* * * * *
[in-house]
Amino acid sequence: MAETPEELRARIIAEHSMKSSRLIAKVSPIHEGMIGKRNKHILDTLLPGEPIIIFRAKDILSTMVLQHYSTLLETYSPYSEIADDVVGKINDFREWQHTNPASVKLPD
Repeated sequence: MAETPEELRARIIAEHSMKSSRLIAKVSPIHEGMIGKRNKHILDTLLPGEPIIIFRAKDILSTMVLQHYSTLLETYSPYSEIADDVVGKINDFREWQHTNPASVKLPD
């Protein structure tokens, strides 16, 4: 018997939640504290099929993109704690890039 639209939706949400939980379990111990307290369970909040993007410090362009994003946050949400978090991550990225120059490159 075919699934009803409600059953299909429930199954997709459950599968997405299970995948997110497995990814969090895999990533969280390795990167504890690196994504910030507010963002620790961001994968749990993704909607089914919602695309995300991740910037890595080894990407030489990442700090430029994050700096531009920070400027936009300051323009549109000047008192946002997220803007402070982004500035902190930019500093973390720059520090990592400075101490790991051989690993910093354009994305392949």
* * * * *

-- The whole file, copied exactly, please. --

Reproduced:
[in-house]
Amino acid sequence: MAETPEELRARIIAEHSMKSSRLIAKVSPIHEGMIGKRNKHILDTLLPGEPIIIFRAKDILSTMVLQHYSTLLETYSPYSEIADDVVGKINDFREWQHTNPASVKLPD
Repeated sequence: MAETPEELRARIIAEHSMKSSRLIAKVSPIHEGMIGKRNKHILDTLLPGEPIIIFRAKDILSTMVLQHYSTLLETYSPYSEIADDVVGKINDFREWQHTNPASVKLPD
């Protein structure tokens, strides 16, 4: 018997939640504290099929993109704690890039 639209939706949400939980379990111990307290369970909040993007410090362009994003946050949400978090991550990225120059490159 075919699934009803409600059953299909429930199954997709459950599968997405299970995948997110497995990814969090895999990533969280390795990167504890690196994504910030507010963002620790961001994968749990993704909607089914919602695309995300991740910037890595080894990407030489990442700090430029994050700096531009920070400027936009300051323009549109000047008192946002997220803007402070982004500035902190930019500093973390720059520090990592400075101490790991051989690993910093354009994305392949």